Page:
By Hayley Dott

It is a blustery and bleak day outside Clark Hall at Johns Hopkins University, but inside, students are working on something big and bright on the horizon. Under the fluorescents of one classroom ceiling students are 3-D printing, programming, soldering things together; it is a symphony of movement in the orchestra of prostheses, artificial limbs for amputees. The soldering iron hums, the solder sizzles and the printer buzzes all in perfect harmony. This complex rhythm is the coming together of research into a sensor database that will lead to new, unprecedented technology in prosthetic devices. In this lab, the students hope to meld technological data with brain signals in prosthetic machinery, like no one has ever done before.  

By Albert Huang

If you wanted to publish a professional website, one as slick as those born from corporate PR departments, the Johns Hopkins Digital Media Center (DMC) can teach you the whole nine yards. It’s true, I saw part of the process live myself. This past Wednesday, October 7th, was one of the DMC’s recurring workshops, “Code-Free Web Design,” taught by the DMC’s very own resident PR head and design aficionado Graham Coreil-Allen.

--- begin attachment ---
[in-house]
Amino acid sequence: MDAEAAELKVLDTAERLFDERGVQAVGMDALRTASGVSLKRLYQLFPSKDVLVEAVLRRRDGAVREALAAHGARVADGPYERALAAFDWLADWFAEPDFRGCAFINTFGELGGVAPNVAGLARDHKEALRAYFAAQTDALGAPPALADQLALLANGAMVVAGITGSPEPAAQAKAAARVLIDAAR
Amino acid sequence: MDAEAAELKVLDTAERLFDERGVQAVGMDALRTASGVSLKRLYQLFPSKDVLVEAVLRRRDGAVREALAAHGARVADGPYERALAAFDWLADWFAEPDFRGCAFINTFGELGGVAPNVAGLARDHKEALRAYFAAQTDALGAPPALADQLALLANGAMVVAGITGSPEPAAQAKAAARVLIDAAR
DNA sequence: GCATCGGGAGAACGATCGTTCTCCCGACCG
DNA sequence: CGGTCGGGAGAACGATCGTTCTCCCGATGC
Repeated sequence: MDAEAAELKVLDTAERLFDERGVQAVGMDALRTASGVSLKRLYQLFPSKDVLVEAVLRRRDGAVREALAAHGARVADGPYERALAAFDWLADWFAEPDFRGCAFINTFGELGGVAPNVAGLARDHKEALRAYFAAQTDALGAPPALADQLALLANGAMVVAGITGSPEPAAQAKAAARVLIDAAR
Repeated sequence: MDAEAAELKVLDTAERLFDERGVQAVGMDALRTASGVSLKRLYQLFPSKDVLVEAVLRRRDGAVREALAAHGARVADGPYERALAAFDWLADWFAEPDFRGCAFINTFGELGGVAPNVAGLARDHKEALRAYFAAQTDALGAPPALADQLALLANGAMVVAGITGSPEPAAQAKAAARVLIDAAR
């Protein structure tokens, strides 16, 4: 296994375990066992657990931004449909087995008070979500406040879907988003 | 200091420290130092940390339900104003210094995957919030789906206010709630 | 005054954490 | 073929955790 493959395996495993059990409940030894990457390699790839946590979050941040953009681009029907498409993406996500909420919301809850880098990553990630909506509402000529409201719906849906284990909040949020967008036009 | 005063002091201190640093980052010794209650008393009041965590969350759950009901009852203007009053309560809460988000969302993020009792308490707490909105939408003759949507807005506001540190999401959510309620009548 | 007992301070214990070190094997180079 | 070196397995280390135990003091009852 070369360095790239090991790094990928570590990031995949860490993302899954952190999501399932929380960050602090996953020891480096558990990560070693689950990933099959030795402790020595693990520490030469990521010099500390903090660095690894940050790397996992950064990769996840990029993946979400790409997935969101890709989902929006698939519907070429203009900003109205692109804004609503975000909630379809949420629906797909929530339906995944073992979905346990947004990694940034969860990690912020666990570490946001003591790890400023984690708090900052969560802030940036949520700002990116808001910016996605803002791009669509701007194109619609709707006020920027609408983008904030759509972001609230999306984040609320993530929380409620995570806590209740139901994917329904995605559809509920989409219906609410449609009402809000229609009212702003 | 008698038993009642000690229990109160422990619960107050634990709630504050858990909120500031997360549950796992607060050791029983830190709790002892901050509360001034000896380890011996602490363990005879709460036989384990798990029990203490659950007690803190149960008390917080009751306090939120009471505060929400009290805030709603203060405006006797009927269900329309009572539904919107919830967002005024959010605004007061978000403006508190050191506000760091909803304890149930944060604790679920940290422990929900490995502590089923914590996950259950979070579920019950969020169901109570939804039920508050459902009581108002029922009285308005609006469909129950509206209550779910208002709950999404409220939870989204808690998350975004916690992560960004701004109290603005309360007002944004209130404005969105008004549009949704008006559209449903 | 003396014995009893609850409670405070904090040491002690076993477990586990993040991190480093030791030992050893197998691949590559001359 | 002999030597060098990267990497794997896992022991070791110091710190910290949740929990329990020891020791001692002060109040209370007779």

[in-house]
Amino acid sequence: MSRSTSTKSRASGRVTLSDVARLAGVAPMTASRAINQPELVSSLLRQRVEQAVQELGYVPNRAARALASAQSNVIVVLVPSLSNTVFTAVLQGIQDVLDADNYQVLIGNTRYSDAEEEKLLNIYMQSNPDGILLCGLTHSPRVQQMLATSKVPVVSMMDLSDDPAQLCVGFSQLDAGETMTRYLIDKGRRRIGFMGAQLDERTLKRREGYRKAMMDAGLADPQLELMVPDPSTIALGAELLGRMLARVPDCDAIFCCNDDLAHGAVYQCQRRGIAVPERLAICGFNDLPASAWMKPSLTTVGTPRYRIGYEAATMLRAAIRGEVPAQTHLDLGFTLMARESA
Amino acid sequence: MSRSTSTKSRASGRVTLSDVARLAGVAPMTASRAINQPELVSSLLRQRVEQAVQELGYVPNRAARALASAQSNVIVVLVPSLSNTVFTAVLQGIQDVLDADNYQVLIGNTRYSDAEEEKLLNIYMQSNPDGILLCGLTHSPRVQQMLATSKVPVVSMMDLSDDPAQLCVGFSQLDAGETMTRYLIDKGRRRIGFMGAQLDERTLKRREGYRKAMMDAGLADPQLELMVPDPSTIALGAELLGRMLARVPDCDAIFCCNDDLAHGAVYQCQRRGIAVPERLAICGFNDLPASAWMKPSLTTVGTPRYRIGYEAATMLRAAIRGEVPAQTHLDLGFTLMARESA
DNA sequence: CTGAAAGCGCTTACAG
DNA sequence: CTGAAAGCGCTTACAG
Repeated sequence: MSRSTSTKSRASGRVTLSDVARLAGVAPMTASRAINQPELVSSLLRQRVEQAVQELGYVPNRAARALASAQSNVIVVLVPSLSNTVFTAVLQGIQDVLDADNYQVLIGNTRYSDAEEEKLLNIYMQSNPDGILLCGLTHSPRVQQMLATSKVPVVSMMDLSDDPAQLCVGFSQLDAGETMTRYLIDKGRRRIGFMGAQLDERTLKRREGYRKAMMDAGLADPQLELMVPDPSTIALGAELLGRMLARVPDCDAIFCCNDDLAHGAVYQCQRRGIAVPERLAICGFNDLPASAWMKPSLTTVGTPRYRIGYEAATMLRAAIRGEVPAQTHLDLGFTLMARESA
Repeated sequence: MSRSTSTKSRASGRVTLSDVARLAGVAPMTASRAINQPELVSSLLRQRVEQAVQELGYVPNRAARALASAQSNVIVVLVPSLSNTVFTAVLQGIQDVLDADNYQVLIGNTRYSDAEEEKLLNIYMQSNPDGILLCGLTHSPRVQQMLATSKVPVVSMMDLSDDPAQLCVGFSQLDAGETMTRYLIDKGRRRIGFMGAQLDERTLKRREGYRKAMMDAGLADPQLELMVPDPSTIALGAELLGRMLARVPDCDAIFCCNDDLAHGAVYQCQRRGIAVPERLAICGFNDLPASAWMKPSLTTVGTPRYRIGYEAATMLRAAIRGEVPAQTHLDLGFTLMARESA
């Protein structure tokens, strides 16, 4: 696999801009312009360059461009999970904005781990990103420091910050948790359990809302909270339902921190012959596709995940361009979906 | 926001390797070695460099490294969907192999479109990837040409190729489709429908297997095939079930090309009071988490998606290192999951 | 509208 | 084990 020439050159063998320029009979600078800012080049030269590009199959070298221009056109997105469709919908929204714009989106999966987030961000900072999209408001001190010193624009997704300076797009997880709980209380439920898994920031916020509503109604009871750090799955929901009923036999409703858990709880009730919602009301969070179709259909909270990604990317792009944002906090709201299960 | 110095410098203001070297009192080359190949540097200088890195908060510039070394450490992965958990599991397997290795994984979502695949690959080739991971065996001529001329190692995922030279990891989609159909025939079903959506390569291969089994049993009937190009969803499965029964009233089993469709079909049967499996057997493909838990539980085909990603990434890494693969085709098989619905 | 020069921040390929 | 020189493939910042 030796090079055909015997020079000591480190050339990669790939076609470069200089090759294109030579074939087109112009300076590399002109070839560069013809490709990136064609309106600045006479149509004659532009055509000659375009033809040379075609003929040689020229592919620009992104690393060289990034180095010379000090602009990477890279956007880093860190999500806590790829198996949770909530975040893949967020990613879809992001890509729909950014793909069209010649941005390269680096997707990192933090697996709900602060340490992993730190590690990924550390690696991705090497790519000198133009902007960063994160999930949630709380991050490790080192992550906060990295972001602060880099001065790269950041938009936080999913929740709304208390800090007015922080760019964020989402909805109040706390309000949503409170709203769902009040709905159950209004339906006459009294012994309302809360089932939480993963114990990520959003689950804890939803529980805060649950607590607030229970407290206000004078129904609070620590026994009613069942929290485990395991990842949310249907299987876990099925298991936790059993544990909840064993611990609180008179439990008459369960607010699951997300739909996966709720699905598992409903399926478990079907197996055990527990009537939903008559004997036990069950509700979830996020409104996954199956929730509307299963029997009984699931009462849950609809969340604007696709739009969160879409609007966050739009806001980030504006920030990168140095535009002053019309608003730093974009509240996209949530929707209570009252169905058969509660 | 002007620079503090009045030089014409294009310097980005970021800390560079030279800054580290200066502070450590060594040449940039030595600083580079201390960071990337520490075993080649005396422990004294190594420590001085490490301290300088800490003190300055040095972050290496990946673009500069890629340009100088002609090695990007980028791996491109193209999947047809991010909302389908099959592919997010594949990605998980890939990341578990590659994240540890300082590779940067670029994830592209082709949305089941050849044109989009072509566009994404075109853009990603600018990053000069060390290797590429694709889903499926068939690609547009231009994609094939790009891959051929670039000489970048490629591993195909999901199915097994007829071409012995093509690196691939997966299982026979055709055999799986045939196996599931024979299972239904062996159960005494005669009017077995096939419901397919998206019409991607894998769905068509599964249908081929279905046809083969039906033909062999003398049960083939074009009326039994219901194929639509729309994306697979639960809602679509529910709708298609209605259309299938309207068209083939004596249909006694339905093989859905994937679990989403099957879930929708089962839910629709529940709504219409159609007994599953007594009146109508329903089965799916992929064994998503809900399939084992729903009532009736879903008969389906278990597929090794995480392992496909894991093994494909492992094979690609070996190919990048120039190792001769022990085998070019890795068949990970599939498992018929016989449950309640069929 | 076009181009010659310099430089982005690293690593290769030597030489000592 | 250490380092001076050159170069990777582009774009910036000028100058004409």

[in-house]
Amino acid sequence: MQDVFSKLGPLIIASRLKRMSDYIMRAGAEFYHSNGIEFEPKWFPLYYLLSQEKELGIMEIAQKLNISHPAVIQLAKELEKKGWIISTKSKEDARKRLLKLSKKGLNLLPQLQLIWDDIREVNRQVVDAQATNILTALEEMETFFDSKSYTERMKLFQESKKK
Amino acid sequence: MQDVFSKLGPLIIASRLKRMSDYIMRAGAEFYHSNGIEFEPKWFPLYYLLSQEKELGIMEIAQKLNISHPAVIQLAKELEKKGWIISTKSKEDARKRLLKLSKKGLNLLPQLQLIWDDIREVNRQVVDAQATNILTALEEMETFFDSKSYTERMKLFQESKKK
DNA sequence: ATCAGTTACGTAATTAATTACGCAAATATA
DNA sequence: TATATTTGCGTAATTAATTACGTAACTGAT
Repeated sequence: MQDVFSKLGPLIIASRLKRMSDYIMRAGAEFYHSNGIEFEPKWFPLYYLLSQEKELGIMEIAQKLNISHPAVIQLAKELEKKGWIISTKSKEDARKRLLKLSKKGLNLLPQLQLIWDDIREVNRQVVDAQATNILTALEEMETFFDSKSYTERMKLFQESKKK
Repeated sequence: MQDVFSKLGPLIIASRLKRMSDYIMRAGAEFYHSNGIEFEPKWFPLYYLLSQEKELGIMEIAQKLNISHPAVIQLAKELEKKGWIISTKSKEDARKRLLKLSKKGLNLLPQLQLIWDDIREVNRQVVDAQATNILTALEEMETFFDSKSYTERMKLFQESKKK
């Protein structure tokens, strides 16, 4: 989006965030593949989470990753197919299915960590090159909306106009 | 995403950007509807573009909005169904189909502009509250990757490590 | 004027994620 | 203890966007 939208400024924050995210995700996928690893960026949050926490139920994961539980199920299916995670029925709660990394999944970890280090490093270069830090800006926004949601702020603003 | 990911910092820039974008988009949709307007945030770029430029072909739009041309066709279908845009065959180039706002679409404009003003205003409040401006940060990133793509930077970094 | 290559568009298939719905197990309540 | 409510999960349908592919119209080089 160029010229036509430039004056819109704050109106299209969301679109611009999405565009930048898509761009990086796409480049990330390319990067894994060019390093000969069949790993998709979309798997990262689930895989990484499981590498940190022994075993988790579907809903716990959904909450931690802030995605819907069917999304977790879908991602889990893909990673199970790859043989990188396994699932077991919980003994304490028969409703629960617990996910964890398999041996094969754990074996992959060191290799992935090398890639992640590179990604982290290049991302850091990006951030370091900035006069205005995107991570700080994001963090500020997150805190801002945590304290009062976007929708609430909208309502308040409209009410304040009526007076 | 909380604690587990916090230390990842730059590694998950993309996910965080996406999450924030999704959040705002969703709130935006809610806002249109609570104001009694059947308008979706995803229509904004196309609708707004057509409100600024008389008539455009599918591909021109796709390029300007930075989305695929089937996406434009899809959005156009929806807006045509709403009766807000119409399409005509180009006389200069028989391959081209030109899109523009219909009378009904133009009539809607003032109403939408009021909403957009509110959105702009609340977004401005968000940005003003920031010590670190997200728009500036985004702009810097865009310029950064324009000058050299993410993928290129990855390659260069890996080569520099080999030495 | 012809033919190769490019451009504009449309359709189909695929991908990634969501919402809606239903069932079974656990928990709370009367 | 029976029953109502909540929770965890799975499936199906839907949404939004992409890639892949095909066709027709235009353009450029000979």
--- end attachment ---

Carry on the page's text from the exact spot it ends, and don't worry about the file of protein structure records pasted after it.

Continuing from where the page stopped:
By Barnabas Odeyomi

Class of 2015 graduate Demi Obayomi is one of the founders of A-level Capital, a venture capital startup with a team of over 60 members. This team includes co-founders Elizabeth Galbut and Corey Li, as well as a student team of over 15 members and a highly qualified group of about 40 mentors and 10 advisors. In this interview Obayomi talks about lessons he learned from his first entrepreneurial venture as the co-founder of Jama Cocoa and how it served as motivation for starting A-level Capital. He discusses the crucial support necessary to starting A-level Capital, its implication for undergraduate entrepreneurship, and an overview of business details. 

By Barnabas Odeyomi

Thursday, February 16, 2006, the weather was clear and the roads were dry. The crew had left Fordyce headed to Carthage in northeast Dallas County, Texas, never to return again. According to the State Police’s accident report, James Goodman, an Emergency Medical Technician (EMT) and Timothy Clowers, a Paramedic, were responding to a medical emergency when the 7 p.m. accident occurred. The driver of the ambulance lost control while negotiating a curve. The accident report indicated that neither of the men were wearing seat belts. The vehicle overturned several times before striking the tree, ejecting them both. Goodman was married with two children. Clowers was single.